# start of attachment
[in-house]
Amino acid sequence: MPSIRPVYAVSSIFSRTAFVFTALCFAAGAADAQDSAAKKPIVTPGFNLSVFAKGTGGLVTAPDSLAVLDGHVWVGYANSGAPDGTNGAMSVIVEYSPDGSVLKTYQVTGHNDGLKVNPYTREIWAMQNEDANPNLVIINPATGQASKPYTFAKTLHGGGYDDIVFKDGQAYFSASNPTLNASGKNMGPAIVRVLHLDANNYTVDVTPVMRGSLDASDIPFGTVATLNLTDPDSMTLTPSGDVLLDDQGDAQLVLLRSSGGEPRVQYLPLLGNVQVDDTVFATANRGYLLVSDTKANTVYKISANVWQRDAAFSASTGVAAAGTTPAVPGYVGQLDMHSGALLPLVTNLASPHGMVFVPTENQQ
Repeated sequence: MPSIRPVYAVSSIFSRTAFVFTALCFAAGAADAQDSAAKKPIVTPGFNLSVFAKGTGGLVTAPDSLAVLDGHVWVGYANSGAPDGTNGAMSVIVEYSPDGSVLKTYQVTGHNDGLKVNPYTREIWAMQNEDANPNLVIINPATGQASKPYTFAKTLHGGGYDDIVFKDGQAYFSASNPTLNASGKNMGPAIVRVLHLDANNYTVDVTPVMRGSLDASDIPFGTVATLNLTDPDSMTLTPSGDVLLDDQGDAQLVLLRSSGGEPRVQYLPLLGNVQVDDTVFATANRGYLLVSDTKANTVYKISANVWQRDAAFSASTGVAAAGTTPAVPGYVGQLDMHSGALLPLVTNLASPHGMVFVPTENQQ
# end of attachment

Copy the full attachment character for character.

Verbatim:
[in-house]
Amino acid sequence: MPSIRPVYAVSSIFSRTAFVFTALCFAAGAADAQDSAAKKPIVTPGFNLSVFAKGTGGLVTAPDSLAVLDGHVWVGYANSGAPDGTNGAMSVIVEYSPDGSVLKTYQVTGHNDGLKVNPYTREIWAMQNEDANPNLVIINPATGQASKPYTFAKTLHGGGYDDIVFKDGQAYFSASNPTLNASGKNMGPAIVRVLHLDANNYTVDVTPVMRGSLDASDIPFGTVATLNLTDPDSMTLTPSGDVLLDDQGDAQLVLLRSSGGEPRVQYLPLLGNVQVDDTVFATANRGYLLVSDTKANTVYKISANVWQRDAAFSASTGVAAAGTTPAVPGYVGQLDMHSGALLPLVTNLASPHGMVFVPTENQQ
Repeated sequence: MPSIRPVYAVSSIFSRTAFVFTALCFAAGAADAQDSAAKKPIVTPGFNLSVFAKGTGGLVTAPDSLAVLDGHVWVGYANSGAPDGTNGAMSVIVEYSPDGSVLKTYQVTGHNDGLKVNPYTREIWAMQNEDANPNLVIINPATGQASKPYTFAKTLHGGGYDDIVFKDGQAYFSASNPTLNASGKNMGPAIVRVLHLDANNYTVDVTPVMRGSLDASDIPFGTVATLNLTDPDSMTLTPSGDVLLDDQGDAQLVLLRSSGGEPRVQYLPLLGNVQVDDTVFATANRGYLLVSDTKANTVYKISANVWQRDAAFSASTGVAAAGTTPAVPGYVGQLDMHSGALLPLVTNLASPHGMVFVPTENQQ